Dan Kearney, CBS Radio’s newly installed L.A. market manager, is in tune with his predecessor.
Kearney took over from Steve Carver in September to become the sixth market manager for CBS Radio in Los Angeles since 2008. He’s continuing plans put in place by Carver, who had held the post since 2010, to maintain stability at a station group characterized in past years by high turnover at the top.
The goal is to challenge Clear Channel Communications. Last month, CBS Radio had three stations ranked in the top 10 in the local market by audience share, compared with Clear Channel, which had four in the top 10, including Nos. 1 and 2.
Kearney is maintaining Carver’s emphasis on ad sales tailored to each of his stations rather than selling an ad to run on multiple stations. He’s also updating the sounds at two of CBS Radio’s stations – oldies KRTH-FM (101.1) and smooth jazz KTWV-FM (94.7).
“When I took over from Steve, he had put some changes in place,” Kearney said. “I’m continuing that vision. I’m trying to provide stability.”
CBS Corp. has six stations in Los Angeles, including top 40 KAMP-FM (97.1), rock KROQ-FM (106.7), adult hits KCBS-FM (93.1) and all-news KNX-AM (1070). Analysts say high turnover at the top has been a problem.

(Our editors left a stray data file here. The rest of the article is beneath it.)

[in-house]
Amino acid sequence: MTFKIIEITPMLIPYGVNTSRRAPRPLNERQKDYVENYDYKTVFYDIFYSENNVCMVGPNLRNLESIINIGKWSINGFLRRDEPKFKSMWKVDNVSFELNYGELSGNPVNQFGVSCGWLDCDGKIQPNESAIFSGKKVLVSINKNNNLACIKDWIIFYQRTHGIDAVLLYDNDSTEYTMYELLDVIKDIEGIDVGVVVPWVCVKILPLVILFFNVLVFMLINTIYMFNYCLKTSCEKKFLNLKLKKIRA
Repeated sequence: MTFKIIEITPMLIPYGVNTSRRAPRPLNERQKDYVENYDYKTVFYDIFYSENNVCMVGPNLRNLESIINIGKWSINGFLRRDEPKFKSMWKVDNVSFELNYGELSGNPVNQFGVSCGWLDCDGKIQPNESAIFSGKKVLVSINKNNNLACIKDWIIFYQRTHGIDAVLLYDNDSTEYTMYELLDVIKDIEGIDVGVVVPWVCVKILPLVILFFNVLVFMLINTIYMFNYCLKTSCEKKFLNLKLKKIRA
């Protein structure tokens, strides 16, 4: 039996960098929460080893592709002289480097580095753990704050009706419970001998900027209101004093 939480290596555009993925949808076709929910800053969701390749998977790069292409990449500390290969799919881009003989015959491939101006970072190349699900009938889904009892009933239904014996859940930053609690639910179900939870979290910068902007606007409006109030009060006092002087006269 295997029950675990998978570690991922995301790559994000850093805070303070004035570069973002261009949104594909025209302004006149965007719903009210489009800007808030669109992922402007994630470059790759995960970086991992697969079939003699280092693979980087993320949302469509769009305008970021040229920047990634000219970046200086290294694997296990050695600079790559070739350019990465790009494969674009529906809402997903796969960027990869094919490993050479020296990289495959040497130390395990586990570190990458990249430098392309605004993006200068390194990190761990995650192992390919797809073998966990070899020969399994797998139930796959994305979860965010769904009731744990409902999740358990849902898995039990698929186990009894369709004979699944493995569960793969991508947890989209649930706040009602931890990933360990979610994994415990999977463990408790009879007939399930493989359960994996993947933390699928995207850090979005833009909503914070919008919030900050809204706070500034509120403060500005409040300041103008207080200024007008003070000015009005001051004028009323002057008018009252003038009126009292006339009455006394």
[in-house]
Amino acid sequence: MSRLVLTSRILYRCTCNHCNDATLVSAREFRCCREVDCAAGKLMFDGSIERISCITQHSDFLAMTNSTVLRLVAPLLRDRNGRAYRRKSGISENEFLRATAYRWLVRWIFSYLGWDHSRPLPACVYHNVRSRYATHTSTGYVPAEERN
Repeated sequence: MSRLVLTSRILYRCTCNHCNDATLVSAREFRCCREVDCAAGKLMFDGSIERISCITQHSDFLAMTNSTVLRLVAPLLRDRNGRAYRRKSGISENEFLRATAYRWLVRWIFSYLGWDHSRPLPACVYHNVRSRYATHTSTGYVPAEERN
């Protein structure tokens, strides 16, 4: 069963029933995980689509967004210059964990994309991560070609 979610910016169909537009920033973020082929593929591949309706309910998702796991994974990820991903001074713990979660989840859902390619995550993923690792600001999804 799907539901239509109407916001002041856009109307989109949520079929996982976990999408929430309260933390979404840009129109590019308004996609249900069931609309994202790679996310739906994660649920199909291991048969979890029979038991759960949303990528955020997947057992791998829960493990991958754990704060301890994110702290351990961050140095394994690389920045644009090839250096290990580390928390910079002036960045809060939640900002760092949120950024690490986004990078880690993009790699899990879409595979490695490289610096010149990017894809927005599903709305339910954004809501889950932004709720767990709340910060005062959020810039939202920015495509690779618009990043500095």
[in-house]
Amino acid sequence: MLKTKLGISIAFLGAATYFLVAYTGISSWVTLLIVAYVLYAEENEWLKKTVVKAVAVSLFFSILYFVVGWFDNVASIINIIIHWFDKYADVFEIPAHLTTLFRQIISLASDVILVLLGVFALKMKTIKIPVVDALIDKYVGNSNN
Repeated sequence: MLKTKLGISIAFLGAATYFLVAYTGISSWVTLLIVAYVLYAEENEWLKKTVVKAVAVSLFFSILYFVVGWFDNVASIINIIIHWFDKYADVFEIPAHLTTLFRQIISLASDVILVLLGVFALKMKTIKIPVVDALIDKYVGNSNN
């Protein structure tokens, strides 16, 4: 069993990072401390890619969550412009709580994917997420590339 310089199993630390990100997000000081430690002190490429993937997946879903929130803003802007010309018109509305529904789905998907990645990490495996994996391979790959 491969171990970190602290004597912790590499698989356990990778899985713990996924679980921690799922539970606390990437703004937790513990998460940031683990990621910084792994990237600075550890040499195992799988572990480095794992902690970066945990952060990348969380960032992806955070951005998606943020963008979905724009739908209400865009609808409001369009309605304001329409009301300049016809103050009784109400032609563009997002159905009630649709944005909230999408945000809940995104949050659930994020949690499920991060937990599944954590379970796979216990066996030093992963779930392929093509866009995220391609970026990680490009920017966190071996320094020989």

Just a few years ago, from 2008 to 2010, L.A. market managers Jeff Federman, Dan Weiner, Roy Laughlin and Ed Krampf occupied the post, at times within just months of one another.
That’s a marked contrast with the stability at Clear Channel, which owns and operates eight local stations. That group has been led since 2001 by Greg Ashlock, its president and market manager in Los Angeles.
Its stations include talk KFI-AM (640), pop stations KIIS-FM (102.7) and KBIG-FM (104.3), and adult contemporary KOST-FM (103.5).
Ashlock did not respond to a request for comment for this article.
The management turnover at CBS Radio in Los Angeles has made it hard to put a cohesive strategy in place, said Jerry Del Colliano, publisher of radio industry newsletter Inside Music Media in Scottsdale, Ariz. That’s because market managers oversee everything from ad sales to operating budgets to digital strategies.
“When you have management turmoil like that, where key decisions come down to this person and you don’t have stability or leadership, there’s no doubt that the turmoil has not helped,” he said.
The turmoil hit its peak in 2008 as the recession hit. It was a tough time for the L.A. radio market, which was losing hundreds of millions of dollars in ad revenue and facing new digital competition.
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